Another Purple Patch : wild mint

One of the dogs’ favourite walks is direct from the house, round the woods, coming back along a rarely used farm track, which we refer to as Blog’s Gallop. It’s serious rabbit country.

Blog's Gallop oak woodland on left, stream (hidden) on right

Blog’s Gallop
oak woodland on left, stream (hidden) on right

There’s a goodly selection of wildflowers down there at the moment, of various colours, but predominantely different shades of purple – particularly a band of wild mint running alongside the stream, which is proving popular with our wee flying friends.

Bfly_mint_2

Queen of Spain Fritillary (Issoria lathonia)
on wild mint flower (Mentha arvensis)

This Fritillary is considered as a rare migrant species in Britain – but is more widespread in Europe. It is similar to the High Brown Fritillary (the UK’s most endangered butterfly), and is distinguishable from it by having larger white / silvery blobs on the underside of its hind wings.

The ‘Queen of Spain’ name was given to the butterfly in 1775 by Moses Harris in The Aurelian’s Pocket Companion, but there is no explanation as to why he did so.

With the naked eye, I thought I might have happened upon a new creature – an intensely yellow honey bee (Apis aurum?). Upon closer inspection however, it seems that this little lady has been frollicking in the sunflowers and was covered in golden pollen beads from head to tail…

we know where you've been!

we know where you’ve been!
attention – incoming hoverfly

She’s collected more pollen about her person than in the baskets. I wouldn’t be surprised if Little Miss Messy here is one of mine.

And this is how its supposed to be done…

bee_mint_2

As usual, there were plenty of butterflies, and quite a variety – ones I hadn’t come across before. There’s a danger that this is turning into a butterfly blog, which was never my intention, but I do feel that they are worthy of a mention.

Southern White Admiral Butterfly (Limenitis reducta)

Southern White Admiral (Limenitis reducta)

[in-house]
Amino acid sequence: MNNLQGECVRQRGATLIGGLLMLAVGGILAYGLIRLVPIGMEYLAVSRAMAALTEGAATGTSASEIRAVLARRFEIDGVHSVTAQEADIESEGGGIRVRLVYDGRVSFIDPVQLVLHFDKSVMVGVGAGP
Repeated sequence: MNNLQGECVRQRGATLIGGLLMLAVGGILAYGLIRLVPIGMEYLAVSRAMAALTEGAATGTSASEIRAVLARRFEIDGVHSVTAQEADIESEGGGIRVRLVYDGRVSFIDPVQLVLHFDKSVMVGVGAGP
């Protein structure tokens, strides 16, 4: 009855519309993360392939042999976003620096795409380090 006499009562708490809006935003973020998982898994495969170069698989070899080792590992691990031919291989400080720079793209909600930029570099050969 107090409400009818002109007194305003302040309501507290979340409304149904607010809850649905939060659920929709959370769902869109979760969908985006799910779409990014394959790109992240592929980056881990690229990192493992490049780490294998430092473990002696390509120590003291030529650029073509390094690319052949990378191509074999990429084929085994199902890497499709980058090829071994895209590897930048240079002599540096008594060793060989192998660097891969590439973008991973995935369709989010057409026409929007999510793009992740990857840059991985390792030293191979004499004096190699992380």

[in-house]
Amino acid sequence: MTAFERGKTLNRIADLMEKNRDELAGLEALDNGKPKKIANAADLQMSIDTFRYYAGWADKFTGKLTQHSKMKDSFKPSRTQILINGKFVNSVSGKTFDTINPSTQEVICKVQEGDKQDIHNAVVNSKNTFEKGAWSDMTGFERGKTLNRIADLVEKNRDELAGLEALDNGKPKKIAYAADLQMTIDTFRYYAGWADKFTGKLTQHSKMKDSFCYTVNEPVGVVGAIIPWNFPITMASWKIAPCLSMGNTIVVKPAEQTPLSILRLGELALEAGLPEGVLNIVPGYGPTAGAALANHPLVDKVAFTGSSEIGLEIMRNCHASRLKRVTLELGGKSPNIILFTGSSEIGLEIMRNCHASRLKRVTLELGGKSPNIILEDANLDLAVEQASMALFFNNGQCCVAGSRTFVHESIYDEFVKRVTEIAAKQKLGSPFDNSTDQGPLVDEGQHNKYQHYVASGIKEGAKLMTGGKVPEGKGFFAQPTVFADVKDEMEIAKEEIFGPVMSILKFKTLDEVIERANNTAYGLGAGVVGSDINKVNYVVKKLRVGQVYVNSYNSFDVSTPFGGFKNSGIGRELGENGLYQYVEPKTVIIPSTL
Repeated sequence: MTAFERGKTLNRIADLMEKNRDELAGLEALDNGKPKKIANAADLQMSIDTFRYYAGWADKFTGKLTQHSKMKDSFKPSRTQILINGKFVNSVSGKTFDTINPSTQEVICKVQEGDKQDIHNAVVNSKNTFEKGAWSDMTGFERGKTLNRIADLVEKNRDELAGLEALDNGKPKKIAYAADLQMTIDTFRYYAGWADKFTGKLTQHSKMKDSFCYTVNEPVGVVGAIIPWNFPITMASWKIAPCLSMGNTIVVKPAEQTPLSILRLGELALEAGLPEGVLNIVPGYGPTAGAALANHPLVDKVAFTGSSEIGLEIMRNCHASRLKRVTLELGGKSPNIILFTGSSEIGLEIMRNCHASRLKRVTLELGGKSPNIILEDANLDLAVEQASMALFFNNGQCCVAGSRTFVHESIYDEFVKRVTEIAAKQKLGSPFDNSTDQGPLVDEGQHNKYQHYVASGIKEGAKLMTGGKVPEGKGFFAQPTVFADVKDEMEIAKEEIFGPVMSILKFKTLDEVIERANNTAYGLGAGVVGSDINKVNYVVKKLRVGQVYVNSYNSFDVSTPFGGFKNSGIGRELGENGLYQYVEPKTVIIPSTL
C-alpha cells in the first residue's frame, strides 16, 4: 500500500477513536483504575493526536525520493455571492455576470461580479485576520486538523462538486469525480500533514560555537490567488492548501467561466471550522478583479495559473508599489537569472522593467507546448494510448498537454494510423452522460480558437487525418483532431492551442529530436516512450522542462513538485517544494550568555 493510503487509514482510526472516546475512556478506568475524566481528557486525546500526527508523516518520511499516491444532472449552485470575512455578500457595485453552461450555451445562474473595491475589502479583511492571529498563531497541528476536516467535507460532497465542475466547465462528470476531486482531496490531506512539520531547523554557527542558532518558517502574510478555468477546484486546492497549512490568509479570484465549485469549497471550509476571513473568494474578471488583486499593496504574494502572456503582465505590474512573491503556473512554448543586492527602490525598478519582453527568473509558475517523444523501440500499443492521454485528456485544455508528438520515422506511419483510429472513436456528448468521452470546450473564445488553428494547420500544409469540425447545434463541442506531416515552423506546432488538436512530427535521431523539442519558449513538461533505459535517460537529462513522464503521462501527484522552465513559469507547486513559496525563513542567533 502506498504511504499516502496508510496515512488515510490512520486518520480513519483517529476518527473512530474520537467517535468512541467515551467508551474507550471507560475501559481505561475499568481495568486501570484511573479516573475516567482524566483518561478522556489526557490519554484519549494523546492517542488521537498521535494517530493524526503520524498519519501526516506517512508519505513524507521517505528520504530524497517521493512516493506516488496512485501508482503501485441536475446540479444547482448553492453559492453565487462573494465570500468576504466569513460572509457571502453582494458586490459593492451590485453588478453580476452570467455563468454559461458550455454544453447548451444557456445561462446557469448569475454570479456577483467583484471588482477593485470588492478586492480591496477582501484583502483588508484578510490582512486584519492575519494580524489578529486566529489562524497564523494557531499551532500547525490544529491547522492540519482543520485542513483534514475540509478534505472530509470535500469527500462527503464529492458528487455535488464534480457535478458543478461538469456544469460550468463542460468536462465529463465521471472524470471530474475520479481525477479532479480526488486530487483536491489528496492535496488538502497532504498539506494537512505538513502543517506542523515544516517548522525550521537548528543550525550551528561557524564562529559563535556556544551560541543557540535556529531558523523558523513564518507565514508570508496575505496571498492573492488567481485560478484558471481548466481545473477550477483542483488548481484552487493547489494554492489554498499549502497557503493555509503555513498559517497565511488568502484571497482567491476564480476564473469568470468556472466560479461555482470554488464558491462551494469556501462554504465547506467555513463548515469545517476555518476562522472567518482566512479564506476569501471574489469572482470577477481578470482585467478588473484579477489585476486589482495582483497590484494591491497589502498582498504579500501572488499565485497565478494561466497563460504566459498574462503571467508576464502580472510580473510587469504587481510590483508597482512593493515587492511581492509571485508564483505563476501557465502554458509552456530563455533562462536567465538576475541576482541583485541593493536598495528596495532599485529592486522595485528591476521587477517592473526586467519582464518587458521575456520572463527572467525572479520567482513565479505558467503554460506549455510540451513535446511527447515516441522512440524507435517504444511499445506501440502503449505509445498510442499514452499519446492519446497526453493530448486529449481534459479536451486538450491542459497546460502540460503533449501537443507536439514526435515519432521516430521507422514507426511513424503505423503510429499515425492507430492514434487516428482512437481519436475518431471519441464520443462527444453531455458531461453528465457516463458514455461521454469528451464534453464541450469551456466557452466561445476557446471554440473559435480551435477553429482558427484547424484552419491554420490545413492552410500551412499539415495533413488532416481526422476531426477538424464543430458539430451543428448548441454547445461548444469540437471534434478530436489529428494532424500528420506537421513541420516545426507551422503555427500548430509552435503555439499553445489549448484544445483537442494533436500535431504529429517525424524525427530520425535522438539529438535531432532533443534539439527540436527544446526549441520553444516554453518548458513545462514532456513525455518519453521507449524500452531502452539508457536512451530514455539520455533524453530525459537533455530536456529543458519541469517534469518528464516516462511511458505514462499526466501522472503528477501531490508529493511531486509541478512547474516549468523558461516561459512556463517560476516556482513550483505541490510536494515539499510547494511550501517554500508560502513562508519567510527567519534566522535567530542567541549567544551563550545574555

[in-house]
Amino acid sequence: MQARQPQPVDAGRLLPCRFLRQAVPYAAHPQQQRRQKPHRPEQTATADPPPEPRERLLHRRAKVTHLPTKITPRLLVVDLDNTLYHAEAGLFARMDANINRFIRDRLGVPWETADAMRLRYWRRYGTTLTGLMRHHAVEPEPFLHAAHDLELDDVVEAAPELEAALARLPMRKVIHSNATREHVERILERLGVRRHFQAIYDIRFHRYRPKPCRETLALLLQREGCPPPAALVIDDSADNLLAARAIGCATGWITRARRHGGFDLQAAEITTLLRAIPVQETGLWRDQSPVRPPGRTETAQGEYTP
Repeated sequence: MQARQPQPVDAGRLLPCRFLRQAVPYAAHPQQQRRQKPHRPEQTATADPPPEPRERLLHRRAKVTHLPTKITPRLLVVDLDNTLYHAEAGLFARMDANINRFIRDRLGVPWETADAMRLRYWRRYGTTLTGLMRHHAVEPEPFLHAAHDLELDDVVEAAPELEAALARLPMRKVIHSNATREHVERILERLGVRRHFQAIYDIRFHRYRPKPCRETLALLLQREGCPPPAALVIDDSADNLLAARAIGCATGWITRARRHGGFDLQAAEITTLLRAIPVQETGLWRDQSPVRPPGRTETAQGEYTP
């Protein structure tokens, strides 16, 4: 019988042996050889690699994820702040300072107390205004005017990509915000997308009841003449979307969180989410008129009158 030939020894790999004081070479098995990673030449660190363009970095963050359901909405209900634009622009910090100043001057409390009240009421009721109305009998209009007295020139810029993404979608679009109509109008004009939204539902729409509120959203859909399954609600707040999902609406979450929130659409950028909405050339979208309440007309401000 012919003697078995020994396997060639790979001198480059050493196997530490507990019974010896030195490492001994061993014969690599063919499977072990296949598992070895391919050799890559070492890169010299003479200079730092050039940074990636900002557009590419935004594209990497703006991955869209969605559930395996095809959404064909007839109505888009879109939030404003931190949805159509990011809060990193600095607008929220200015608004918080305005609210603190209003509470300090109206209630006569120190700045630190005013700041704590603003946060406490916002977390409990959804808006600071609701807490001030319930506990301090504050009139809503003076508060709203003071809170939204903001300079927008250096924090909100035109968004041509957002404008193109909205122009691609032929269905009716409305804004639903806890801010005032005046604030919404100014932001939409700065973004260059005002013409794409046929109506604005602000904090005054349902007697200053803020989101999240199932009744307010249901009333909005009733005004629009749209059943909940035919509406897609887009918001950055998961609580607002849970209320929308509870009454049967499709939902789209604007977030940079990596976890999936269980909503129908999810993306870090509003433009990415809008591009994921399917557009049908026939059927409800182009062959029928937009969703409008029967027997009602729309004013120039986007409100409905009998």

Skipper Butterfly my, what big eyes you've got

Skipper Butterfly
my, what big eyes you’ve got

underside of Peacock Butterfly (inachis io) on wild mint

underside of Peacock Butterfly (Inachis io) on wild mint

Large Tortoishell Butterfly (Nymphalis polychloros)

Large Tortoishell Butterfly
(Nymphalis polychloros)

Large White or Cabbage White Butterfly (Pieris brassicae)

Large White or Cabbage White Butterfly
(Pieris brassicae)

And now for something completely different. Here is Blog enjoying a gallop at one of his other favourite walks…

Blog_lake_3

Blog the Dog at the lake

Many thanks to Amelia (afrenchgarden) for her input in correctly identifying the butterflies.

Advertisements

8 thoughts on “Another Purple Patch : wild mint

  1. I would say the Admiral was a Southern White Admiral (Limenitis reducta) – check out the single row of black dots on the wing edges. Also I wonder if the Fritillary could be the Queen of Spain (Issoria lathonia), we have a lot near us and it is one of my favourites. What do you think?

    • She bumped into a large blade of grass, went off balance and clung on upside down for a second or two – very funny – I did get a couple of shots, but unfortunately they’re too blurry to post. Messy AND clumsy – a bee after my own heart.

Leave a Reply

Fill in your details below or click an icon to log in:

WordPress.com Logo

You are commenting using your WordPress.com account. Log Out / Change )

Twitter picture

You are commenting using your Twitter account. Log Out / Change )

Facebook photo

You are commenting using your Facebook account. Log Out / Change )

Google+ photo

You are commenting using your Google+ account. Log Out / Change )

Connecting to %s